Dental Hygiene, Faculty and Staff

New “Mosby’s Dental Hygiene” Is Published; Wilder Is Co-Editor

With research increasingly focused on the possible links between oral health and systemic health, every practicing dentist and dental hygienist will need a broader field of knowledge than even 10 years ago.

In response to that emerging research, the recently published second edition of “Mosby’s Dental Hygiene: Concepts, Cases and Competencies” includes 51 chapters focusing on a contemporary biopsychosocial approach to oral health care, says Rebecca S. Wilder, one of the book’s three editors.

Rebecca S. Wilder, a co-editor of the recently published second edition of “Mosby’s Dental Hygiene: Concepts, Cases and Competencies,” presents a copy of the textbook to Dean John N. Williams. Wilder also directs the School’s Graduate Dental Hygiene Education Program.

Included in the text are chapters on evidence-based decision-making, the body’s response to challenge, drug-induced adverse oral effects, orthodontics, emergency management of dental trauma, immune system dysfunction, saliva and salivary dysfunction and HIV/AIDS.

Wilder also is associate professor and director of the Graduate Dental Hygiene Education Program within the UNC-Chapel Hill School of Dentistry’s Department of Dental Ecology.

Co-editors are Susan J. Daniel and Sherry A. Harfst, both adjunct clinical associate professors in the Department of Dental Ecology. Daniel also is president of Educational Visions, LLC, a former assistant professor in the Department of Dental Ecology (1984-1991) and a UNC-Chapel Hill Dental Auxiliary Teacher Education (DATE) program graduate.

Harfst is president of Castle Media Consultants, LLC, former vice president for professional programs and creative director of Oral Health Advantage, and former adjunct professor within the University of Detroit Mercy School of Dentistry’s Department of Periodontology.

“Every chapter begins with a case, and questions are asked about that case throughout the chapter,” says Wilder. “The students not only read the material but they have a case to which they apply the knowledge. We certainly want students to apply this knowledge to a real-world situation, and the cases are based on patients they might encounter in a dental setting.”

The second edition of “Mosby’s Dental Hygiene: Concepts, Cases and Competencies” features five components:

  • A textbook, consisting of 1040 pages and 795 illustrations, incorporating case studies and case applications, as well as margin notes highlighting important concepts;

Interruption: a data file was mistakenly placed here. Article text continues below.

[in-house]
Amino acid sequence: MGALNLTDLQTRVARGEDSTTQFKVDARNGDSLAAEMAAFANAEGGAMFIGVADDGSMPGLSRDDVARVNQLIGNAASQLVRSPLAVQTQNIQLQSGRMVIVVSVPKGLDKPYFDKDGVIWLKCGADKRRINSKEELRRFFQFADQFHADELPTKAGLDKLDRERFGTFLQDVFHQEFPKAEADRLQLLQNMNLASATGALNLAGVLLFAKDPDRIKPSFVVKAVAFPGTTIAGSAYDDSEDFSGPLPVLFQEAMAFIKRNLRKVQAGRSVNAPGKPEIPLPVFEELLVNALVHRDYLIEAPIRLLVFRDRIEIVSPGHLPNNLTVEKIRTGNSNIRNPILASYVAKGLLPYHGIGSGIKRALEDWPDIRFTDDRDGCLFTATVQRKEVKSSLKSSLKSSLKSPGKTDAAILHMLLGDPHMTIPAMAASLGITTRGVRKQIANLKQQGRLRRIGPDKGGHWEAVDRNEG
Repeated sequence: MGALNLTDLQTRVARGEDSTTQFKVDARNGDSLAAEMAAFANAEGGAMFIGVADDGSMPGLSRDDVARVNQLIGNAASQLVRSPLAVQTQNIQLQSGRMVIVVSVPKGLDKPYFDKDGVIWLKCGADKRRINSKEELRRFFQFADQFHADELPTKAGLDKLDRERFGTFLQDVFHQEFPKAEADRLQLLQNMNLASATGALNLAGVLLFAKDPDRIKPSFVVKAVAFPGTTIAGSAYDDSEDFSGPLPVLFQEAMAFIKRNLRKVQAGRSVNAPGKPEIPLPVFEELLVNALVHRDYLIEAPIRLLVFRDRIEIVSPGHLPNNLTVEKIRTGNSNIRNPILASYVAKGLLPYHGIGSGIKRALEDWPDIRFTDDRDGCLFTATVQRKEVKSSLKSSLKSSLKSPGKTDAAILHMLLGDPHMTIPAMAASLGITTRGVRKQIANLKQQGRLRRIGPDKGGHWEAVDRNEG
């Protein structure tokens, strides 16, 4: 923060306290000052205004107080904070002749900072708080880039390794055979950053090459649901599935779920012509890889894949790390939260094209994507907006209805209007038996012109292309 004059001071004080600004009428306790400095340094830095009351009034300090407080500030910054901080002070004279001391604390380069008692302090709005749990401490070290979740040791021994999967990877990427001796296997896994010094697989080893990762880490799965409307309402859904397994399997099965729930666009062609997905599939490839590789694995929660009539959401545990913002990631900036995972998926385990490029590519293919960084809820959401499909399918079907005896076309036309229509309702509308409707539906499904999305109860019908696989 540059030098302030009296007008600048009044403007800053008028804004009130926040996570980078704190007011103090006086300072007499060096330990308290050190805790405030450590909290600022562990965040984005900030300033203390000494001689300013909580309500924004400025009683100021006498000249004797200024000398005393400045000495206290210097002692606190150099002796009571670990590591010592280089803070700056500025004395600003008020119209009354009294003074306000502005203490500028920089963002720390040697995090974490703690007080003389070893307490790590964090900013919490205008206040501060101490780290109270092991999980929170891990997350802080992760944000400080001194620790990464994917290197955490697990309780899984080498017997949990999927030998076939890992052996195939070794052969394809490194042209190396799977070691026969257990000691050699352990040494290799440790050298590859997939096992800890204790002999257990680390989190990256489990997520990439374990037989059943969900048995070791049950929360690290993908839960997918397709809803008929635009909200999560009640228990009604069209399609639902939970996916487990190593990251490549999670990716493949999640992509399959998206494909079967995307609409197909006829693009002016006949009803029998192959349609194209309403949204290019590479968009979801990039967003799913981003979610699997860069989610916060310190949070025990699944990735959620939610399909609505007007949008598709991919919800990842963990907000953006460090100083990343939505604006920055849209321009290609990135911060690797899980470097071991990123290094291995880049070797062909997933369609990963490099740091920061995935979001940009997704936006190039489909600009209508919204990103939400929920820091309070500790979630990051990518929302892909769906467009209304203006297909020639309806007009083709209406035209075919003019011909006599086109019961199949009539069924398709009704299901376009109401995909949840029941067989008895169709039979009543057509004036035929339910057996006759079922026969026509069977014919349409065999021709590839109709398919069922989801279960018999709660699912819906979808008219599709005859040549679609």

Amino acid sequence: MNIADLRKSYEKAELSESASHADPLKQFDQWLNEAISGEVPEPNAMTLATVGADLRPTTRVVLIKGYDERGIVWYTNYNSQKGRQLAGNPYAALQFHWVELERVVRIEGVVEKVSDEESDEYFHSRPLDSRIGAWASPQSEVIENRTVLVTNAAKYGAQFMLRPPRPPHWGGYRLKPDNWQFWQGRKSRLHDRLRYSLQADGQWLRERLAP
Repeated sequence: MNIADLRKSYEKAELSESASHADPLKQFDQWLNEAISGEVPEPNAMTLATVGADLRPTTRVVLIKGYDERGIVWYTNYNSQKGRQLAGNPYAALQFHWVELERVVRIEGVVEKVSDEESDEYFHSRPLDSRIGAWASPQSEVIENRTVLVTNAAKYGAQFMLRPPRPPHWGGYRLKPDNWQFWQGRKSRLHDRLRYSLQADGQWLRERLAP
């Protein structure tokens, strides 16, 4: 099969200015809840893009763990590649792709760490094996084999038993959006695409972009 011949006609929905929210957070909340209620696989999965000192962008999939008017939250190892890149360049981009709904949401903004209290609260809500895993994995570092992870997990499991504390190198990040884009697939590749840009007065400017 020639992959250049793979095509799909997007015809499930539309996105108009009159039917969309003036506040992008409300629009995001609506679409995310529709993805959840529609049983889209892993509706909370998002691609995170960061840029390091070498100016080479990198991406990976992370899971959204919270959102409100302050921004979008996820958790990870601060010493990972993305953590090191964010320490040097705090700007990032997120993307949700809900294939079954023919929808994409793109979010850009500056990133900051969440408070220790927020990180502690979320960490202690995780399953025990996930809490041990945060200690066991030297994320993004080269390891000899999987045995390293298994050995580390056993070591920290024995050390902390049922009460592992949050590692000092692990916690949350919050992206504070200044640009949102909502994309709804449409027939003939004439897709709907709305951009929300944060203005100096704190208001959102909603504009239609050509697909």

• An instructor’s resource manual to assist faculty in using the textbook features, CD-ROM exercises and the student clinical companion study guide;
  • A clinical companion study guide to assist students in obtaining the most knowledge from the text, and CD-ROM;
  • An interactive case-based CD-ROM featuring nine fully developed patient cases to help students apply concepts, review skills, develop and print clinical reference materials and develop and store a portfolio; and
  • A Web site that can synch with teaching tools of any school and that offers features for students and faculty.

“The real innovation with this new edition is probably the CD,” says Wilder. “The CD is easy to use and is interactive, where students select a ‘patient’ and can use periodontal charting, radiographic images and other assessment and diagnostic information to make competency-based decisions on these cases.”

The interactivity is a direct response to students’ evolving learning styles, she adds.

“Students expect interaction now. They have such access to computers and technology that we never had as students. This new learning package is poised to appeal to the different learning styles of today’s student.”

The second edition also features a regularly updated Web site, which allows for immediate posting of content and emerging dental issues.

School of Dentistry faculty members and dental hygiene graduates are among the book’s many chapter authors. Faculty authors include Deborah E. Fleming, a former clinical assistant professor within the Dental Hygiene Programs; Bonnie Francis, adjunct clinical associate professor of dental ecology; Dr. Sylvia Frazier-Bowers, assistant professor of orthodontics; Mary C. George, associate professor of dental ecology; Laura Howerton, former clinical associate professor of dental ecology; Lynne C. Hunt, adjunct clinical faculty member within dental ecology; Dr. Ralph Leonard, clinical professor within diagnostic sciences and general dentistry and director of the Dental Faculty Practice; Dr. Samuel Nesbit, clinical associate professor of diagnostic sciences and general dentistry; and Dr. Karen K. Tiwana, clinical assistant professor of diagnostic sciences and general dentistry.

Mary Kaye Scaramucci, associate professor of dental hygiene at the University of Cincinnati’s Raymond Walters College, and Colleen Schmidt, director of education for the American Dental Hygienists’ Association, received their master of science degrees in DATE and dental hygiene education, respectively, from UNC-Chapel Hill. Susan Kass, chair of Miami Dade Community College’s Department of Dental Hygiene, received a bachelor of science degree in DATE from UNC-Chapel Hill.

Bonnie Francis and Shannon H. Mitchell, who also received their master of dental hygiene education degree from UNC-Chapel Hill, led planning, content development and editorial processes for the instructor’s resource manual and student companion study guide.

Mosby Inc., an affiliate of Elsevier Inc., is the book’s publisher. More information on the second edition of “Mosby’s Dental Hygiene” is available at the Elsevier Web site (click here).